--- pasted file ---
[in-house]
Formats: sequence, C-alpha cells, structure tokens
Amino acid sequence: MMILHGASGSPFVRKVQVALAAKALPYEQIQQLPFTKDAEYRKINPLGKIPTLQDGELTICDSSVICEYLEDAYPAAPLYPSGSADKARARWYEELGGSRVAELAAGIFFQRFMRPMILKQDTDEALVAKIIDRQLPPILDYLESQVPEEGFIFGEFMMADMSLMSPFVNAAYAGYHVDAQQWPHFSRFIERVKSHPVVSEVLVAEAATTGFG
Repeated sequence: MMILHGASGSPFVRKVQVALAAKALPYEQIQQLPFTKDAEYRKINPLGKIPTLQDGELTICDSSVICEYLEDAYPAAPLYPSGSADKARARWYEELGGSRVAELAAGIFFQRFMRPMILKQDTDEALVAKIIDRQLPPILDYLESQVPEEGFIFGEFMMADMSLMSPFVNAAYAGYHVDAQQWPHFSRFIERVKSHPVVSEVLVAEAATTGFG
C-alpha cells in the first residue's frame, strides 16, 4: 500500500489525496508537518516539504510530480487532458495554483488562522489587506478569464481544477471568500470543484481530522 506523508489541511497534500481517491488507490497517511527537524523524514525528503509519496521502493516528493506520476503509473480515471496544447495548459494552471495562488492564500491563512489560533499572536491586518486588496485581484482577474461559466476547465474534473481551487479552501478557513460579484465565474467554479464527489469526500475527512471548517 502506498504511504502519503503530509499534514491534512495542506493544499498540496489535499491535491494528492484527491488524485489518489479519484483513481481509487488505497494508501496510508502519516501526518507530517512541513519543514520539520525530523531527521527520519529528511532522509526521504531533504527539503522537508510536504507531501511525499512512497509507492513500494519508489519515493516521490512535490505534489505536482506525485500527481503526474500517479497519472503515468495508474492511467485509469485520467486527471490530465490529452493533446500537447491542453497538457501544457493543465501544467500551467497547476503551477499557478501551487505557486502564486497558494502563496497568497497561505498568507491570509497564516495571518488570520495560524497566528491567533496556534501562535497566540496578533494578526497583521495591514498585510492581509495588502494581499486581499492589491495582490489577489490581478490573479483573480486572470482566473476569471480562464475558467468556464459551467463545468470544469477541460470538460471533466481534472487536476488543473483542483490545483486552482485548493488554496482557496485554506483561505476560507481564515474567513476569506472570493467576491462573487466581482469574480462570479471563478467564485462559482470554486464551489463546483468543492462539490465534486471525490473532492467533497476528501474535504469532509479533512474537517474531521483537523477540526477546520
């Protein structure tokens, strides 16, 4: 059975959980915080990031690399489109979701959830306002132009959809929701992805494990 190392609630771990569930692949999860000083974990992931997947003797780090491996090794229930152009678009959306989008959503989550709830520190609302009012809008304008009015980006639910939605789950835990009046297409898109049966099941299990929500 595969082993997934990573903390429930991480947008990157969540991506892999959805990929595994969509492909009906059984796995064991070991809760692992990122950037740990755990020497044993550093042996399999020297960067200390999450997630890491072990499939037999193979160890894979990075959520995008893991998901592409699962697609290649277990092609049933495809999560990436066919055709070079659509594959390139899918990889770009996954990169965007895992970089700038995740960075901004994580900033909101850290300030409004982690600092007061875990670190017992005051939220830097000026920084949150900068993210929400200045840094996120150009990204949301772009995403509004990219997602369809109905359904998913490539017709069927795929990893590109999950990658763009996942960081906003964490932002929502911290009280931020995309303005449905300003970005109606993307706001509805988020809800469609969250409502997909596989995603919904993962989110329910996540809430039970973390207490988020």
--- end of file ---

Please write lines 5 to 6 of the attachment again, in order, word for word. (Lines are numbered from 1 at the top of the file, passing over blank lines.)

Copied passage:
C-alpha cells in the first residue's frame, strides 16, 4: 500500500489525496508537518516539504510530480487532458495554483488562522489587506478569464481544477471568500470543484481530522 506523508489541511497534500481517491488507490497517511527537524523524514525528503509519496521502493516528493506520476503509473480515471496544447495548459494552471495562488492564500491563512489560533499572536491586518486588496485581484482577474461559466476547465474534473481551487479552501478557513460579484465565474467554479464527489469526500475527512471548517 502506498504511504502519503503530509499534514491534512495542506493544499498540496489535499491535491494528492484527491488524485489518489479519484483513481481509487488505497494508501496510508502519516501526518507530517512541513519543514520539520525530523531527521527520519529528511532522509526521504531533504527539503522537508510536504507531501511525499512512497509507492513500494519508489519515493516521490512535490505534489505536482506525485500527481503526474500517479497519472503515468495508474492511467485509469485520467486527471490530465490529452493533446500537447491542453497538457501544457493543465501544467500551467497547476503551477499557478501551487505557486502564486497558494502563496497568497497561505498568507491570509497564516495571518488570520495560524497566528491567533496556534501562535497566540496578533494578526497583521495591514498585510492581509495588502494581499486581499492589491495582490489577489490581478490573479483573480486572470482566473476569471480562464475558467468556464459551467463545468470544469477541460470538460471533466481534472487536476488543473483542483490545483486552482485548493488554496482557496485554506483561505476560507481564515474567513476569506472570493467576491462573487466581482469574480462570479471563478467564485462559482470554486464551489463546483468543492462539490465534486471525490473532492467533497476528501474535504469532509479533512474537517474531521483537523477540526477546520
């Protein structure tokens, strides 16, 4: 059975959980915080990031690399489109979701959830306002132009959809929701992805494990 190392609630771990569930692949999860000083974990992931997947003797780090491996090794229930152009678009959306989008959503989550709830520190609302009012809008304008009015980006639910939605789950835990009046297409898109049966099941299990929500 595969082993997934990573903390429930991480947008990157969540991506892999959805990929595994969509492909009906059984796995064991070991809760692992990122950037740990755990020497044993550093042996399999020297960067200390999450997630890491072990499939037999193979160890894979990075959520995008893991998901592409699962697609290649277990092609049933495809999560990436066919055709070079659509594959390139899918990889770009996954990169965007895992970089700038995740960075901004994580900033909101850290300030409004982690600092007061875990670190017992005051939220830097000026920084949150900068993210929400200045840094996120150009990204949301772009995403509004990219997602369809109905359904998913490539017709069927795929990893590109999950990658763009996942960081906003964490932002929502911290009280931020995309303005449905300003970005109606993307706001509805988020809800469609969250409502997909596989995603919904993962989110329910996540809430039970973390207490988020």